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Deciding to Be a Stay-At-Home-Mom or Return to Work

It’s the age-old question asked to every new mom: Are you planning on staying home with baby or going back to work?  If only the answer was always easy.  Many factors come into play in making this huge decision, from money, to social life, to baby’s best interest.  For most mothers, there never really seems to be one clear answer.  So if the answer is not black-and-white, how does one decide whether to be a stay-at-home mom or to re-enter the workforce after baby arrives?  Hopefully this article can help you weigh the pros and cons of each in order to make the best decision for your situation. 

The first and most important thing to ask yourself in making the decision is what will be best for the overall health of your family?  By health I mean physically, emotionally, spiritually, and financially.  If you are married or in a committed relationship, it is vital that you consider your partner’s wishes as to what they think is best.  Making such a huge decision on your own without placing importance on your significant other’s opinion of the matter will only strain your relationship and make an unhealthy environment for your baby.  So before doing anything else, start a dialogue with whom it matters most; your family.  If you have your partner’s support, it will make your decision a much easier one.

Probably the biggest concern about making the decision to be a stay-at-home-mom is finances.  Unfortunately, the world runs off of money and I don’t see that fact changing anytime soon.  In order to provide for your baby in the best way possible, there has to be income.  In a perfect world, a mother would never have to go back to work when her heart is telling her to stay home with baby, but in many cases it just isn’t possible.  If you are a single mom and have no choice but to return to work, be proud in knowing that you are caring for your baby in the best way possible by being their provider.  If you are married but you must go back to work, know that you are keeping a huge burden off of your spouse’s shoulders by helping provide for the family.  If you think you may want to stay home with baby but aren’t sure you can afford it, you need to sit down and physically crunch the numbers and make honest answers to some important questions.  Would we be able to pay the bills from one income?  If not, are we willing or able to downgrade our lifestyle or living arrangements?  Will we still have or be able to afford health insurance?  Is health insurance a necessity to us?  Will living off of one income be too much of a stressor on our relationship?  These questions, and more, need to be addressed in order to make the best decision for your family. 

For some people, finances really aren’t an issue.  At times, deciding to be a stay-at-home mom is more of a social and professional decision.  Are you the type of person that needs or desires regular contact with other adults?  Do you need to feel as if you are contributing your ideas and talents to the outside world?  Do you have an education or are you a professional that wants to further your career?  Women who answer ‘yes’ to these questions may be more apt to returning to work after having baby.  There is nothing wrong with this.  Women who have worked hard to reach a certain position in their workplace may have a hard time giving that up, and they shouldn’t have to.  You will be the best mother possible by doing what keeps you the happiest and healthiest. On the other hand, some professional women may find that they will feel most valued staying home full-time with baby.  Ask yourself into which category you fall.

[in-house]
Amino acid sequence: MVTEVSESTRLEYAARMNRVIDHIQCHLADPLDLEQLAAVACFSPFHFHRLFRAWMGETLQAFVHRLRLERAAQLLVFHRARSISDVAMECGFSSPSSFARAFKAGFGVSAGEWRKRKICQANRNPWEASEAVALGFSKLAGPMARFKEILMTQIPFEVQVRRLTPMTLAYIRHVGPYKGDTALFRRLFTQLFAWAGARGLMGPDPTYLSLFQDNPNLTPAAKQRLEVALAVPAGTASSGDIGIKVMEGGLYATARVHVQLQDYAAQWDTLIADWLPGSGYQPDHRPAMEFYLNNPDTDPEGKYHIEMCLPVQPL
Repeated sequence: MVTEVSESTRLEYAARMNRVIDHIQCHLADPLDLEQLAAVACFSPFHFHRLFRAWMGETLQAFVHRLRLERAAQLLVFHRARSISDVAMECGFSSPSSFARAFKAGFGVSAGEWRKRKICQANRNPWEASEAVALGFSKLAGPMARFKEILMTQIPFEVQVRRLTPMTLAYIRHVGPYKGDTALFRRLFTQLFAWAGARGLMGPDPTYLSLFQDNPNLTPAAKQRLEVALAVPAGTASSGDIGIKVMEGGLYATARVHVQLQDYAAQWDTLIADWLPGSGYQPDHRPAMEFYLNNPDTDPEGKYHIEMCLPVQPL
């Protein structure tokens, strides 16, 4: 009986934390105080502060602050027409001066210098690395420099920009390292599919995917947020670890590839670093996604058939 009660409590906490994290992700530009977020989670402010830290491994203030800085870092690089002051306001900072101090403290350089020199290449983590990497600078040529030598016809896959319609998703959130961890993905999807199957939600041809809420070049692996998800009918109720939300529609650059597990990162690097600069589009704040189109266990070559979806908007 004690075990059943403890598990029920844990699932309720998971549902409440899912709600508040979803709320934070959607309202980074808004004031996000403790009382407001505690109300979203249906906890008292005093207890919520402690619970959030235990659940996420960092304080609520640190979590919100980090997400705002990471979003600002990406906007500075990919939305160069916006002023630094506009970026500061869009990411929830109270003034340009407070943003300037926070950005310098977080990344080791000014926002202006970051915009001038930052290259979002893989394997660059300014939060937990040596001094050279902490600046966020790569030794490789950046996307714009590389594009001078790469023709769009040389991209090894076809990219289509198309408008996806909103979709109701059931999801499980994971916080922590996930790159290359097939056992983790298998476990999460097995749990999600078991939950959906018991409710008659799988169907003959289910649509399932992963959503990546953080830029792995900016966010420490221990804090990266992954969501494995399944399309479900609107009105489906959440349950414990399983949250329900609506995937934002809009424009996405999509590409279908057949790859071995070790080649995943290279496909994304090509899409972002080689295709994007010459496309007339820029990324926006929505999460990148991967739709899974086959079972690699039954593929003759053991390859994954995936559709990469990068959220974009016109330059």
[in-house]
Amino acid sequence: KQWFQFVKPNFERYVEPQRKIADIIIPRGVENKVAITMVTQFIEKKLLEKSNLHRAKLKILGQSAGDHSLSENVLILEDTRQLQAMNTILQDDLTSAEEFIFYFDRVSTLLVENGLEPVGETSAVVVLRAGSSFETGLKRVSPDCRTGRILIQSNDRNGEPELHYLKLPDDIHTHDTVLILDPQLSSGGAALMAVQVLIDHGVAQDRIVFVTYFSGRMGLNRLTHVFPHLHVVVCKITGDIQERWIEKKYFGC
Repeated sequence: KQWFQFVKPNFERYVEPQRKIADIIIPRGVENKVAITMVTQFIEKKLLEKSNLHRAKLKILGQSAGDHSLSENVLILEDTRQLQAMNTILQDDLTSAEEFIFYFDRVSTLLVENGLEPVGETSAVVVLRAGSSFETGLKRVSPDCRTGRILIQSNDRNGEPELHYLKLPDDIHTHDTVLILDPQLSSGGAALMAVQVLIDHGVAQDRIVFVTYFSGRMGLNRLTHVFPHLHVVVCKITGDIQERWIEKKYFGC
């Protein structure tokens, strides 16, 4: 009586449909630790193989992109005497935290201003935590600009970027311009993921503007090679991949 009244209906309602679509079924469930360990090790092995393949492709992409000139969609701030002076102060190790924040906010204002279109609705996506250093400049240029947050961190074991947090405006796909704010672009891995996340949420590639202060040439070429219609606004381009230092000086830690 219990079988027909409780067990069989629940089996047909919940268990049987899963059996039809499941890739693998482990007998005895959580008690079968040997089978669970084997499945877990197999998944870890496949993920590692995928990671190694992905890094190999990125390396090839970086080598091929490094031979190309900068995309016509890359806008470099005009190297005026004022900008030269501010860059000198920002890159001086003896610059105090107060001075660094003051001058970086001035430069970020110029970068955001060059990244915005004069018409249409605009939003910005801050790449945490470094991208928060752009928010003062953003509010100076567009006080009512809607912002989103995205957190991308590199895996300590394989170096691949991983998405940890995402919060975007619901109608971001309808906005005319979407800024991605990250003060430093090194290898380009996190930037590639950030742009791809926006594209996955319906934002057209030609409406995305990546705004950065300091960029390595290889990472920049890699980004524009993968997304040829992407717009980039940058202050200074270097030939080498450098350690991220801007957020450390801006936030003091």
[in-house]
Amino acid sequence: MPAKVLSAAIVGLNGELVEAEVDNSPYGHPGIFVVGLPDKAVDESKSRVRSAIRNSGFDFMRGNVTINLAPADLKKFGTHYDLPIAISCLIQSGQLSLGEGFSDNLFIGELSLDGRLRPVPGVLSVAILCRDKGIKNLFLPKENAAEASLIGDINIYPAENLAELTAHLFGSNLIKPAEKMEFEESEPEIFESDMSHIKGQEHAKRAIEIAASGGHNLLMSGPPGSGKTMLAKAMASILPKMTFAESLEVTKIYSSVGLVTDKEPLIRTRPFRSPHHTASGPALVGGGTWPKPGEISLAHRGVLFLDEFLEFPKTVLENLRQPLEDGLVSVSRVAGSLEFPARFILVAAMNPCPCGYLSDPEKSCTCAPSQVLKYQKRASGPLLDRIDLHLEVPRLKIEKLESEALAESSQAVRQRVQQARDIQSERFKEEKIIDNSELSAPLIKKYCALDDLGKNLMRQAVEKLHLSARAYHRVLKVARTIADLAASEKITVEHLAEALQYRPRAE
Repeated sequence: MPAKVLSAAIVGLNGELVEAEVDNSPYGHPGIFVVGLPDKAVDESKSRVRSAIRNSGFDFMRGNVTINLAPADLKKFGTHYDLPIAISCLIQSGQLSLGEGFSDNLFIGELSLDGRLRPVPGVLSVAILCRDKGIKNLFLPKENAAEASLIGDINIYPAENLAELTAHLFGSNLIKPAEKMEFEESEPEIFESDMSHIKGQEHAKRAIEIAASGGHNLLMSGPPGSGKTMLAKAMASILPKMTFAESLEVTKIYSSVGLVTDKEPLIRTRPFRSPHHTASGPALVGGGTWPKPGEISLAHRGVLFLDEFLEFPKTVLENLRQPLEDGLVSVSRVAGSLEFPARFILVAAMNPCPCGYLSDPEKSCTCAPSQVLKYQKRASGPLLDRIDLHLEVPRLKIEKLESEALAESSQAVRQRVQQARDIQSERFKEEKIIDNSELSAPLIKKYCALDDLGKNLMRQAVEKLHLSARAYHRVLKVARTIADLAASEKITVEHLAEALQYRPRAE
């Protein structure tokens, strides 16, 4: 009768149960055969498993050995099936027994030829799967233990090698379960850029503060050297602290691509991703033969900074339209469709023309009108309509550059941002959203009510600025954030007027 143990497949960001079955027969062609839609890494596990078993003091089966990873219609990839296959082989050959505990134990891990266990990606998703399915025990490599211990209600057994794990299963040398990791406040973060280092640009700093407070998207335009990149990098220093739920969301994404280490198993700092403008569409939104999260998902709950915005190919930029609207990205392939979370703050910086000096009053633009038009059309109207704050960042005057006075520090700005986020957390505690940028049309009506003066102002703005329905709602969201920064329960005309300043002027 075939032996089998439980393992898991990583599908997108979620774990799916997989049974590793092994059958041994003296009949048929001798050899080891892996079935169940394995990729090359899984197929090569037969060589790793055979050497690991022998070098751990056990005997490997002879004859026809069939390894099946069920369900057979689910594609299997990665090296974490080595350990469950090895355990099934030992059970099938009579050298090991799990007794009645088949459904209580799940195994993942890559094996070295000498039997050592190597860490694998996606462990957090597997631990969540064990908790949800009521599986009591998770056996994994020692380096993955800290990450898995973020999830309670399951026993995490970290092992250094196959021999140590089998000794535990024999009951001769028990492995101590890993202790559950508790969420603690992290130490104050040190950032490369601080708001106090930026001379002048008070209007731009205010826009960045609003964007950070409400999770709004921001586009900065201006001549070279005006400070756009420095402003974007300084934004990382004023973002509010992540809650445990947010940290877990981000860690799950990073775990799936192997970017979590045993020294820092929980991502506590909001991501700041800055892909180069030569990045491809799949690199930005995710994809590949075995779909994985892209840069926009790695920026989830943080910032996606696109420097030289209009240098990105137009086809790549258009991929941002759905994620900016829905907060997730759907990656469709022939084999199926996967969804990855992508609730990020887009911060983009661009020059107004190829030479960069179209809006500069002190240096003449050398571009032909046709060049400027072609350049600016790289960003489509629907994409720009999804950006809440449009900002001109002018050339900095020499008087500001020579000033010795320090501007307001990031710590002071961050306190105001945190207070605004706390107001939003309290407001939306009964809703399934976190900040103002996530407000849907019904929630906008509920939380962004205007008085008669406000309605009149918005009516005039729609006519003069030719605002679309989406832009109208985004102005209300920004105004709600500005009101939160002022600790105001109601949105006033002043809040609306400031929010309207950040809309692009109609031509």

Although deciding to be a stay-at-home-mom should very much be a logical decision, it is often an emotional one.  Mothers have an intense bond with baby, and many times women think that by returning to work you will be breaking that bond.  This is simply not true.  Your baby knows you and you know your baby more than anyone else, and deciding to go back to work will not change that.  Putting your baby in a daycare will not change this fact either.  If your heart is telling you to go back to work, by all means, go back to work, guilt-free!  But if the thought of you dropping your baby off at a daycare makes you break out in a sweat or weep uncontrollably, you just may want to consider staying home.  Of every mom I have ever talked to who made the tough decision to stay home with their baby, none of them have ever said they’ve regretted it.  If you’re not sure what to do, see if you can do a sort of “test run” by returning to work part-time.  By spending some days at work and some at home, it may help you decide where you’d rather be.  And sometimes many moms find that part-time is the best of both worlds.

No matter what you decide, to stay home with baby or return to work, it is usually not an easy decision to make.  There are pros and cons to each.  You and only you can decide what is best in your unique situation.  Just know that whatever you decide, your baby will be emotionally happy and healthy because you and your family will provide and nuture them in the best way possible.

Are you trying to make the decision to stay-at-home or go back to work?  Have you already made the decision?  What helped you make the choice?

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